Automatic Lumbar MRI Detection and Identification Based on Deep Learning
- 325 Downloads
The aim of this research is to automatically detect lumbar vertebras in MRI images with bounding boxes and their classes, which can assist clinicians with diagnoses based on large amounts of MRI slices. Vertebras are highly semblable in appearance, leading to a challenging automatic recognition. A novel detection algorithm is proposed in this paper based on deep learning. We apply a similarity function to train the convolutional network for lumbar spine detection. Instead of distinguishing vertebras using annotated lumbar images, our method compares similarities between vertebras using a beforehand lumbar image. In the convolutional neural network, a contrast object will not update during frames, which allows a fast speed and saves memory. Due to its distinctive shape, S1 is firstly detected and a rough region around it is extracted for searching for L1–L5. The results are evaluated with accuracy, precision, mean, and standard deviation (STD). Finally, our detection algorithm achieves the accuracy of 98.6% and the precision of 98.9%. Most failed results are involved with wrong S1 locations or missed L5. The study demonstrates that a lumbar detection network supported by deep learning can be trained successfully without annotated MRI images. It can be believed that our detection method will assist clinicians to raise working efficiency.
KeywordsConvolutional network Deep learning Lumbar detection The similarity function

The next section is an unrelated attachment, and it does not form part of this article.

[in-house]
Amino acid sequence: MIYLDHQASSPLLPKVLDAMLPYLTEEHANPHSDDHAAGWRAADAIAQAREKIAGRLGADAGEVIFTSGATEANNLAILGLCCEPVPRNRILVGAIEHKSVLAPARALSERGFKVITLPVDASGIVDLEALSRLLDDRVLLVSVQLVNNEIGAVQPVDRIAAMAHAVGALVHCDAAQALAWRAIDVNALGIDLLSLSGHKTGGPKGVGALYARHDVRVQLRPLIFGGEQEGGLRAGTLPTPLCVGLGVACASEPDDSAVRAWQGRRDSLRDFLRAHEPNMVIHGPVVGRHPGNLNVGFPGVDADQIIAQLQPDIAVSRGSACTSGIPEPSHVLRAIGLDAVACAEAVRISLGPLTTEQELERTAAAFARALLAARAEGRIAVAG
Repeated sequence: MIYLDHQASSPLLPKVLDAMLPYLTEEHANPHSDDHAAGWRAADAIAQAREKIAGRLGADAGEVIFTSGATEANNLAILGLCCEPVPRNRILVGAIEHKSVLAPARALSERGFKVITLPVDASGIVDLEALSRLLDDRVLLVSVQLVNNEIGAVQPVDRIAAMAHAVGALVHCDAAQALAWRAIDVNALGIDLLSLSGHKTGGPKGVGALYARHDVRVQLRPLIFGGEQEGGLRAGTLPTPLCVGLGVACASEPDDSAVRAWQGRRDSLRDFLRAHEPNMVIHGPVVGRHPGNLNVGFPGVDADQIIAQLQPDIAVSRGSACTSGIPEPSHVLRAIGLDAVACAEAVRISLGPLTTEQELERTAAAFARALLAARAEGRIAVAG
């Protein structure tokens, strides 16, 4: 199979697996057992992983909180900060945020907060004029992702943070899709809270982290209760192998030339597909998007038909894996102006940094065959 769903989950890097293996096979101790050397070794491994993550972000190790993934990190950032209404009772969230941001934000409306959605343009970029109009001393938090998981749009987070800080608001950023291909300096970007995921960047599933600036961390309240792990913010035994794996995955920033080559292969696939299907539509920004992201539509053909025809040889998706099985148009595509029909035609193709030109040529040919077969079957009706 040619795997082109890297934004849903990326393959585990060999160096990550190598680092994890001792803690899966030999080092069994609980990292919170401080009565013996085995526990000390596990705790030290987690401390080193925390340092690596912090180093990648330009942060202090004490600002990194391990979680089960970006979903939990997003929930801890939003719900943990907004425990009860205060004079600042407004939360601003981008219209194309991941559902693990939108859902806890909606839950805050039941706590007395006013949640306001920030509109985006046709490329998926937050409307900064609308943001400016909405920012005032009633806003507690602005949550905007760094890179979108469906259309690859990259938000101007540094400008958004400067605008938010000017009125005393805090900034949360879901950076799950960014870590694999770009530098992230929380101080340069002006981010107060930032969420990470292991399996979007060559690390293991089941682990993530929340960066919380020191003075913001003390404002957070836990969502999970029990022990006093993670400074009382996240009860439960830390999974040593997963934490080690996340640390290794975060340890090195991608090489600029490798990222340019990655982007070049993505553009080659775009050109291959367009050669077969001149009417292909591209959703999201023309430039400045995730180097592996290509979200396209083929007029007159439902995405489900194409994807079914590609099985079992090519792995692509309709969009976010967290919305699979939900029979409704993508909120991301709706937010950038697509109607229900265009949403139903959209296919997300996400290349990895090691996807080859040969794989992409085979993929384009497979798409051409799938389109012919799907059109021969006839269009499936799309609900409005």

The research is supported by National Natural Science Foundation of China (Grant no. 11503010, 11773018), the Fundamental Research Funds for the Central Universities (Grant no. 30916015103), and the Qing Lan Project and Open Research Fund of Jiangsu Key Laboratory of Spectral Imaging & Intelligence Sense (Grant no. 3091601410405).
- 11.Han Z, Wei B, Leung S et al.: Automated pathogenesis-based diagnosis of lumbar neural foraminal stenosis via deep multiscale multitask learning. Neuro informatics 1:1–13, 2018Google Scholar
- 15.Gao J, Ling H, Hu W et al.: Transfer Learning Based Visual Tracking with Gaussian Processes Regression. Computer Vision – ECCV 2014. Springer International Publishing, 2014, pp. 188–203Google Scholar
- 16.Bertinetto L, Valmadre J, Henriques J F, et al. Fully-Convolutional Siamese Networks for Object Tracking. European Conference on Computer Vision – ECCV2016, 2016:850–865.Google Scholar
- 17.Krizhevsky A, Sutskever I, Hinton G E. ImageNet classification with deep convolutional neural networks. International Conference on Neural Information Processing Systems. Curran Associates Inc. 60(2):1097–1105, 2012.Google Scholar
- 18.Russakovsky O, Deng J, Su H, Krause J, Satheesh S, Ma S, Huang Z, Karpathy A, Khosla A, Bernstein M, Berg AC, Fei-Fei L: ImageNet Large Scale Visual Recognition Challenge. IJCV, 2015Google Scholar
- 20.Suzani A, Seitel A, Liu Y, et al. Fast Automatic Vertebrae Detection and Localization in Pathological CT Scans - A Deep Learning Approach. Medical Image Computing and Computer-Assisted Intervention – MICCAI 2015, 9353:678–686, 2015.Google Scholar